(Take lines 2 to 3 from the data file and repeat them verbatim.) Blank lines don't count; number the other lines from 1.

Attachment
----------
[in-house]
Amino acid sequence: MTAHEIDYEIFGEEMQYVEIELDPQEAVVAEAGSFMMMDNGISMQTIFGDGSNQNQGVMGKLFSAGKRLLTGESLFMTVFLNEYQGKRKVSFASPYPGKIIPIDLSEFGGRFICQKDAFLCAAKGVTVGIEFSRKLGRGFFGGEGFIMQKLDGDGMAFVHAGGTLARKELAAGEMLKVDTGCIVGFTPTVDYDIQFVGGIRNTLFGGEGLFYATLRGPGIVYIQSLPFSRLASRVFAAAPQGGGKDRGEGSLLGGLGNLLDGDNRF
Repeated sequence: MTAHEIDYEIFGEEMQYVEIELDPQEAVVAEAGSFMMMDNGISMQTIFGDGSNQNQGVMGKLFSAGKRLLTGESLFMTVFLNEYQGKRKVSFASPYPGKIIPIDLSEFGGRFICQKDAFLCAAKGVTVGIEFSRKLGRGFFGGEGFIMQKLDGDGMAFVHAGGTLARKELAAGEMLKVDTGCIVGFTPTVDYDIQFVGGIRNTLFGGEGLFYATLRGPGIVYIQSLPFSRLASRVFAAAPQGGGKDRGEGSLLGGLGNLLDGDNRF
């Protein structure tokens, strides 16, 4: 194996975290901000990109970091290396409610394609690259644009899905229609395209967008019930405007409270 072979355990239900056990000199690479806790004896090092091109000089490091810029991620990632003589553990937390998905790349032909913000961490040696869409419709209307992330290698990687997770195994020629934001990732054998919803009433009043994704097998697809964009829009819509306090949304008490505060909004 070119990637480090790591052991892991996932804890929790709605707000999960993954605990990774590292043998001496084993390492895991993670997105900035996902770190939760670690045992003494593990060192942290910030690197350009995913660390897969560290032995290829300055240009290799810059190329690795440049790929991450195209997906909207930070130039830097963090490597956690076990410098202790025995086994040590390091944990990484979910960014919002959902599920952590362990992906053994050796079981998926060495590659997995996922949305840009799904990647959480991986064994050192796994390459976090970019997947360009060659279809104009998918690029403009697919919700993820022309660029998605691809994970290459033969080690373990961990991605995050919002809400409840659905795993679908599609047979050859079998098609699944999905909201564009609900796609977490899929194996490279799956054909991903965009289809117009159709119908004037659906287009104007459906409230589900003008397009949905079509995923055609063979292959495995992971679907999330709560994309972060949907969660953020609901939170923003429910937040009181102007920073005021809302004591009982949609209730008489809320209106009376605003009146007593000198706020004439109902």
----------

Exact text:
Amino acid sequence: MTAHEIDYEIFGEEMQYVEIELDPQEAVVAEAGSFMMMDNGISMQTIFGDGSNQNQGVMGKLFSAGKRLLTGESLFMTVFLNEYQGKRKVSFASPYPGKIIPIDLSEFGGRFICQKDAFLCAAKGVTVGIEFSRKLGRGFFGGEGFIMQKLDGDGMAFVHAGGTLARKELAAGEMLKVDTGCIVGFTPTVDYDIQFVGGIRNTLFGGEGLFYATLRGPGIVYIQSLPFSRLASRVFAAAPQGGGKDRGEGSLLGGLGNLLDGDNRF
Repeated sequence: MTAHEIDYEIFGEEMQYVEIELDPQEAVVAEAGSFMMMDNGISMQTIFGDGSNQNQGVMGKLFSAGKRLLTGESLFMTVFLNEYQGKRKVSFASPYPGKIIPIDLSEFGGRFICQKDAFLCAAKGVTVGIEFSRKLGRGFFGGEGFIMQKLDGDGMAFVHAGGTLARKELAAGEMLKVDTGCIVGFTPTVDYDIQFVGGIRNTLFGGEGLFYATLRGPGIVYIQSLPFSRLASRVFAAAPQGGGKDRGEGSLLGGLGNLLDGDNRF